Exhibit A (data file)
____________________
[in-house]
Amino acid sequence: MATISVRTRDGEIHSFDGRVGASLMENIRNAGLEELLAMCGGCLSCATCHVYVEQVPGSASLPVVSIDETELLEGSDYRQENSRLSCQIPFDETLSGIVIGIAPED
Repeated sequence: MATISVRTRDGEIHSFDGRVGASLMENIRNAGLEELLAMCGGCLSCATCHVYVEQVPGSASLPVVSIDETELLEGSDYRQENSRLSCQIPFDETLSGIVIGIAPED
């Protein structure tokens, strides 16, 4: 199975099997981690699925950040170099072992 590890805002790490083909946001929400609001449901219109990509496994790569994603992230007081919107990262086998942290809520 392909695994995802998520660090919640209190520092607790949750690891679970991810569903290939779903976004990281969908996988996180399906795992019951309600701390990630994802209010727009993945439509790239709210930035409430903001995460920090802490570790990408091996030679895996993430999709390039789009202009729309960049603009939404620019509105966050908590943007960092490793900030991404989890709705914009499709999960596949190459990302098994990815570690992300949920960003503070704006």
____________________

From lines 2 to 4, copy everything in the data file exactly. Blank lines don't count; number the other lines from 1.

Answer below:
Amino acid sequence: MATISVRTRDGEIHSFDGRVGASLMENIRNAGLEELLAMCGGCLSCATCHVYVEQVPGSASLPVVSIDETELLEGSDYRQENSRLSCQIPFDETLSGIVIGIAPED
Repeated sequence: MATISVRTRDGEIHSFDGRVGASLMENIRNAGLEELLAMCGGCLSCATCHVYVEQVPGSASLPVVSIDETELLEGSDYRQENSRLSCQIPFDETLSGIVIGIAPED
């Protein structure tokens, strides 16, 4: 199975099997981690699925950040170099072992 590890805002790490083909946001929400609001449901219109990509496994790569994603992230007081919107990262086998942290809520 392909695994995802998520660090919640209190520092607790949750690891679970991810569903290939779903976004990281969908996988996180399906795992019951309600701390990630994802209010727009993945439509790239709210930035409430903001995460920090802490570790990408091996030679895996993430999709390039789009202009729309960049603009939404620019509105966050908590943007960092490793900030991404989890709705914009499709999960596949190459990302098994990815570690992300949920960003503070704006």